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During a trip this winter to Aruba, where I attended a medical seminar at Sonesta Resort (*) in the town of Seaport Village, I turned up some fly fishing that may be of interest to fellow subscribers. First, I should point out that Scott Haywood of Angling Destinations (*) in Sheridan, Wyoming, was very helpful in my search for information on the fishing available around this Caribbean island. He sent me a list of offshore charter boat captains, including Captain Kenny Pichardo (*), who runs a 35 foot Bertram.

I "paid my dues" with Pichardo and chartered him for a half day of offshore trolling. I landed four wahoos weighing from 10 to 30 pounds, plus a 20 pound barracuda that we caught while trolling within 500 yards of shore at the northwest end of the island. In return for my charter, Pichardo’s brothers, Melton and Anthony both eager fishermen tried to line up a small Boston Whaler for me to fish the reefs. The motor was "broken," however, so they turned me over to another angler, Lorenzo Erasmus (*) whose boat, "Sweet Mary," was said to be suitable for reef fishing. John Freeman, a fellow attendee at the medical meeting, and I spent two hours one morning with Erasmus fishing a reef in 60 feet of water. We saw multiple bonita breaking the surface but were unable to hook up. In the meantime, Erasmus and his mate steadily brought in reef fish including yellowtail, snapper, etc. from the bottom with live bait. We moved to a shallower location on the reef near a wreck and almost immediately hooked into a 15 pound barjack, which was quite a thrill. We also caught several yellowtail at this reef.

The following day, Freeman and I explored Sonesta Island, a one to two mile long island just offshore from the Sonesta Resort, by way of a boat that ferries hotel guests to the island. Freeman had been out to the island before and had hooked some reef fish on a fly rod, but no bonefish. He recommended I try the extreme north end of the island, where he had seen nice flats of about 50 acres with turtle grass and sandy spots. I fished there alone for about 45 minutes and hooked a strong fish on a three inch, #1 chartreuse and white Clouser Minnow. It took me into the backing twice before finally coming to hand. To my surprise, the fish turned out to be a five pound, 26 inch bonefish.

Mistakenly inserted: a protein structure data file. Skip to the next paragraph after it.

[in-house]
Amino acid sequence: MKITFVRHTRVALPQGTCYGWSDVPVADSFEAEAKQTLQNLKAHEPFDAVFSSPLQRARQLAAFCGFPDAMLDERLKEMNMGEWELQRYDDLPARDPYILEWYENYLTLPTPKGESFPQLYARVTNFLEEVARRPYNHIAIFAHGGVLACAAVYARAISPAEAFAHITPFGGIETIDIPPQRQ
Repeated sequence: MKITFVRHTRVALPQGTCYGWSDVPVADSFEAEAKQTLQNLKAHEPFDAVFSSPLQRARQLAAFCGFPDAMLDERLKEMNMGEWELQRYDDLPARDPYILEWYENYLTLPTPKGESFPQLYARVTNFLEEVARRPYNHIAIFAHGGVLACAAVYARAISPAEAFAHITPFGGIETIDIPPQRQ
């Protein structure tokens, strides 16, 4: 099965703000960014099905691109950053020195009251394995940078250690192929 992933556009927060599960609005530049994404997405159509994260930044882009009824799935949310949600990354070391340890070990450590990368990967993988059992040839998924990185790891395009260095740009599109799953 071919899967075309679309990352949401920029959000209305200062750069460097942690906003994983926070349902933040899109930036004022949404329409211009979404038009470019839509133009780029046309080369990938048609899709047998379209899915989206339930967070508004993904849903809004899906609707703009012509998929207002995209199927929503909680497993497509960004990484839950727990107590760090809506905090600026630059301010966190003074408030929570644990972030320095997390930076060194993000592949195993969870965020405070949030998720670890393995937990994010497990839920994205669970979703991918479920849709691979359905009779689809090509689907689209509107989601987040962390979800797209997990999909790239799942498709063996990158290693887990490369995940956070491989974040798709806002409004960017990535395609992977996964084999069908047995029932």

Unfortunately, I was unable to fish for more than a hour on these flats, and only caught the one fish. There are constant 15 to 30 mile per hour winds that prevail from the northeast at all times of the year. Nevertheless, I was excited about this discovery. Perhaps this is an undiscovered bonefishing opportunity? The prospect really gets exciting when you take into account that there are several other smaller islands around Aruba with accessible flats.

Overall, I would not recommend Aruba as a fly fishing only destination, but if you are planning to be on the island for other reasons, do bring your fly rod (7, 9 or 10 weight, because of the winds) and explore for bonefish and reef fish. I recommend a floating head or sink tip for reef fishing and floating line for the reef and flats. Locals told me there are also tarpon in the near shore waters.

There are many good eating places in Aruba, but Roger Coster’s Waterfront Clam House at Seaport Marketplace gets my nod for lunch and dinner. I also like Chez Mathilde. General information on Aruba can be obtained by calling the Aruba Tourism Authority at the number shown below. Carl W. Hoffman.

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